In the April 23 issue of The Northern Light, we offered local kids the following newsroom assignment: While they are under the governor’s stay-at-home order, kids’ lives have changed. They do their schooling from home, and probably more chores. What are they doing for fun? We are asking young reporters to think of things that kids can do for fun if they are bored. Explain your ideas in 200 words or less (for elementary students) or 350 words or less (for middle and high school students). Please submit a photo and one-sentence caption to accompany your article.
Here are the winning submissions from Assignment #2. Congratulations to our winners!
By Sylvie Lausier, 14 years old
When school was canceled, I assumed that I would have a lot of time to do whatever I wanted. Instead, I spend much of my day doing school work. This means staring at a screen for hours at a time. I really enjoy taking walks with my mom when I want a break. It gives me a great opportunity to spend time outside.
I love to look at the plants that I pass by. They are such a vibrant shade of green this time of year! Flowers have started to bloom in a ton of different colors as well. It’s so exciting to see a plant that only flowers for a few weeks in spring. Each plant is beautiful in its own way, and I really appreciate that.
I recently rediscovered a walking route that I haven’t been on in months. I hadn’t realized how much it had changed. I constantly want to go back and explore. That specific piece of land is getting ready to be developed, and I want to enjoy it while it is still around. Since I’ve lived in Blaine for so long, I see the same things all the time, so going to places like the housing development brings a feeling of excitement.
The combination of pretty spring scenery and unexplored land makes for a really fun experience. It is calming to be around a different environment than the inside of my house. My best advice to anyone who feels overworked or bored is to get outside. There is always something new or unexpected to see.
By Svenna Hrutfiord, 15 years old
My family has been able to do a lot of yard work, such as clearing out blackberries and planting a garden. Most of our plants are growing well, especially with the time we have to care for them.
It’s harder for me to focus on my school work nowadays. When I go to school, there’s set times for each class and work that needs to be done during it, but at home there’s lots of things I’d rather be doing, so I struggle to get work done. However, each day I try to do the assignments for at least one class.
During this time I also have been taking advantage of the library’s online resources. I’ve been listening to my friends’ favorite books because I haven’t read a lot of them before. I’m also using the free language learning through them to learn Icelandic because my family comes from Iceland. I also have several Icelandic books my grandparents owned that I am using to learn as well, and I’ve set a goal to be able to read a book in Icelandic I’ve found called Ofurefli Saga.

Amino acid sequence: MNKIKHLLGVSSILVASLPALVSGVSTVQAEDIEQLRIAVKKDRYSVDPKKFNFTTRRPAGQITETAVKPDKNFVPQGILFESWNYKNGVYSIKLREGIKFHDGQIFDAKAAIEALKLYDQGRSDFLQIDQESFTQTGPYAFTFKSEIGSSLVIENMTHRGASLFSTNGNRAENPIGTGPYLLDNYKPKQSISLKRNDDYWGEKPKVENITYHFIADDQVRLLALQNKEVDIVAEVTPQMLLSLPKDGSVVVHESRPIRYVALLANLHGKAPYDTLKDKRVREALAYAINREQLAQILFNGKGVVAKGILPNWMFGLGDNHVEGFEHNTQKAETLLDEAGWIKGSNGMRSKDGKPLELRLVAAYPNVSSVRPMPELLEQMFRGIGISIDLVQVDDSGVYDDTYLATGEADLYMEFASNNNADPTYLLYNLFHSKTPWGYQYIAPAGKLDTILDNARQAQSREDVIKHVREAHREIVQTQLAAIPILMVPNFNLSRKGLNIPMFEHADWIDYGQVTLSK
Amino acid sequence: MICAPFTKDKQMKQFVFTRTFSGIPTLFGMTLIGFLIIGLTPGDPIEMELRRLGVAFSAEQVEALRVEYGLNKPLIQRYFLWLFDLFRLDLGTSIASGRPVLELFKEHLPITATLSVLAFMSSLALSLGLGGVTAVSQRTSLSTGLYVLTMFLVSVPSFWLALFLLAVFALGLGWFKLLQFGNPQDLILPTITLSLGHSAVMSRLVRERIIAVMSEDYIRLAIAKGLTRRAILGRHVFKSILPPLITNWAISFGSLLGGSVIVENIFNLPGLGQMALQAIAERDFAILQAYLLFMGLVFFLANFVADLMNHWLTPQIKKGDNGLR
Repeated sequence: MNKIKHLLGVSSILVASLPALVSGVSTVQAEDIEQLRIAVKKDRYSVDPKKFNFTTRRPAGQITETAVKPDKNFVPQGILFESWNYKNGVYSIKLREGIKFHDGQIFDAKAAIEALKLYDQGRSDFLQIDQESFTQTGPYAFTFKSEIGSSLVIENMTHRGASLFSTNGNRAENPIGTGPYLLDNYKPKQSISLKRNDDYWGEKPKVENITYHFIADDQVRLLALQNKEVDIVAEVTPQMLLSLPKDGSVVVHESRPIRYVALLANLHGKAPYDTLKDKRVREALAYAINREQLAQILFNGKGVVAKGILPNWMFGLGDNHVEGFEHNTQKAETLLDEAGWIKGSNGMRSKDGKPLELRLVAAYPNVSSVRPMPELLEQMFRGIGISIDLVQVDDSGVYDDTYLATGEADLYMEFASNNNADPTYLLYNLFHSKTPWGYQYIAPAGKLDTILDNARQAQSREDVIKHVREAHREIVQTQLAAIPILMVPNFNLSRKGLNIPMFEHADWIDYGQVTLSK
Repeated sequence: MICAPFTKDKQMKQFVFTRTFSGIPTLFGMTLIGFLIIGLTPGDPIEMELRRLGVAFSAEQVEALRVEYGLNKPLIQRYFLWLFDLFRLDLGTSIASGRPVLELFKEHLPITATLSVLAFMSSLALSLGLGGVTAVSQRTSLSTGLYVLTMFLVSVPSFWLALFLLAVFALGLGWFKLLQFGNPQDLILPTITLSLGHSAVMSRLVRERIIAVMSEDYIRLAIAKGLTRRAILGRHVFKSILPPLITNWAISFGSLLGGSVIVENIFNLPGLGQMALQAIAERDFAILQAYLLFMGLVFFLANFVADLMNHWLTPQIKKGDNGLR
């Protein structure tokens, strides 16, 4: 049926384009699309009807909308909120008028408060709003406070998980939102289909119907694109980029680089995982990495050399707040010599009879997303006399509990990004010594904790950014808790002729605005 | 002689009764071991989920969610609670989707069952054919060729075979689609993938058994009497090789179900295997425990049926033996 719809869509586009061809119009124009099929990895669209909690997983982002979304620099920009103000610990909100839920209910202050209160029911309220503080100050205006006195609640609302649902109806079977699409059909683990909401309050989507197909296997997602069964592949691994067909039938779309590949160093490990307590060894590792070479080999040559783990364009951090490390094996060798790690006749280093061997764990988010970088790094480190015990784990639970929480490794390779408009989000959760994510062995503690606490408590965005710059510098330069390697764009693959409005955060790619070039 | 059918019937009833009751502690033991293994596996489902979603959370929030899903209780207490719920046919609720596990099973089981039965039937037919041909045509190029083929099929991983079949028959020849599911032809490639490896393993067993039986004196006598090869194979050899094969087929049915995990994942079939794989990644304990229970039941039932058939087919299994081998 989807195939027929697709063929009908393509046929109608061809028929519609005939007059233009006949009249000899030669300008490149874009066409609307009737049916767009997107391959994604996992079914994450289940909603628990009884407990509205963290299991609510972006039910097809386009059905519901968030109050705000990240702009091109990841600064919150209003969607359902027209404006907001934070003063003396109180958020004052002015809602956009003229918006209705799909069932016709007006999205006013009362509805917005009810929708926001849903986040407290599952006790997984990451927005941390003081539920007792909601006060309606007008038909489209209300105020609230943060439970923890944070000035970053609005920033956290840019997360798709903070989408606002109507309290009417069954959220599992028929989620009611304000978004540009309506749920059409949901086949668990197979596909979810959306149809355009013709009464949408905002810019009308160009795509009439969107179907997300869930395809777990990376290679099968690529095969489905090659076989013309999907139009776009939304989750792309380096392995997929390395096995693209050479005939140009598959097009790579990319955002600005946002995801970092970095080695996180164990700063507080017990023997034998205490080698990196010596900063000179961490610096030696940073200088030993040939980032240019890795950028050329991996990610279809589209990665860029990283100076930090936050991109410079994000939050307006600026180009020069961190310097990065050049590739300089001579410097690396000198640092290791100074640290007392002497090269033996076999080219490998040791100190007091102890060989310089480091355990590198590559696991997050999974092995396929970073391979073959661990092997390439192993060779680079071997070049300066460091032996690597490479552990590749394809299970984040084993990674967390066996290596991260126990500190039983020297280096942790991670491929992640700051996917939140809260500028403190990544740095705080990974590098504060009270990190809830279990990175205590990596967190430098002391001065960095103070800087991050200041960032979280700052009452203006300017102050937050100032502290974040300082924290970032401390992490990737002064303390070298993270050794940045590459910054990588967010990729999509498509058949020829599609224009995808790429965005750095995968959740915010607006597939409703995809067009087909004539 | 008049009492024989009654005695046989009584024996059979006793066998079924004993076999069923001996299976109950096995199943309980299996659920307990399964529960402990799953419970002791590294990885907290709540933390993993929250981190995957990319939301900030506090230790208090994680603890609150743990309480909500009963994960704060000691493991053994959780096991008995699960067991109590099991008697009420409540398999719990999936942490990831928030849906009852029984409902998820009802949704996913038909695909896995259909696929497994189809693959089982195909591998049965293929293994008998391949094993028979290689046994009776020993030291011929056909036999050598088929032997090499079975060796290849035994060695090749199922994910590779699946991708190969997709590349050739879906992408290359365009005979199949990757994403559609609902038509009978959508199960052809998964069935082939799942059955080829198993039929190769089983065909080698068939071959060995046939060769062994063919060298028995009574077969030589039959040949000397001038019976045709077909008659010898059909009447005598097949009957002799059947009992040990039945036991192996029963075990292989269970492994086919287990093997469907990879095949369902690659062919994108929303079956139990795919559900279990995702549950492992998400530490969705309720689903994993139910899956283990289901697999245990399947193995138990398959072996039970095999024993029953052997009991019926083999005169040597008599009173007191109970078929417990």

I’ve also watched or rewatched several series that I enjoyed or a friend recommended. Those have entertained me quite a bit and taken up some of my time.
By Kaatri Glanzer, 7th grade
Do you need something to distract you for a couple of hours during this long stretch of quarantine that requires just a deck of cards? Here’s an idea: Why not learn how to play poker?
Grab a handful of coins or poker chips and make sure everyone who’s playing gets the same amount. At the very beginning of a round, each player puts a chip, or coin, into the middle of your playing space, starting the “pot.” This is called “ante.” After everyone has done this, shuffle the deck of cards and deal five cards out to each player. The remaining stack of cards stays with you; you are now the “dealer.”
There are three stages to this version of poker: betting, drawing and then betting again. The objective of the game is to get a higher ranking set of cards than everyone else based on the cards you have. When the first round of betting starts, you have three choices: raise, stay or fold. To raise means to add more coins or chips to the pot. To stay means to add nothing more to the pot. And to fold means to quit the round early, throwing your deck into a discard pile.
After the first round of betting is done, the “draw” phase is next. This is where you replace some cards! Starting with the person on your left, each person can choose any number of cards as long as it’s between zero and five. After that, the last round of betting happens with the same choices as the first round.
After that final round of betting is over, the person who raised the pot the most has to show their cards. Whether he has a single pair or a flush, you must beat him with something higher like a straight flush. If no one can, then the player gets the pot and the round is over.
Quick, easy and, most of all, fun! For more information on how to play this version of poker and the ranking of the cards, Google “Five-Card Draw.”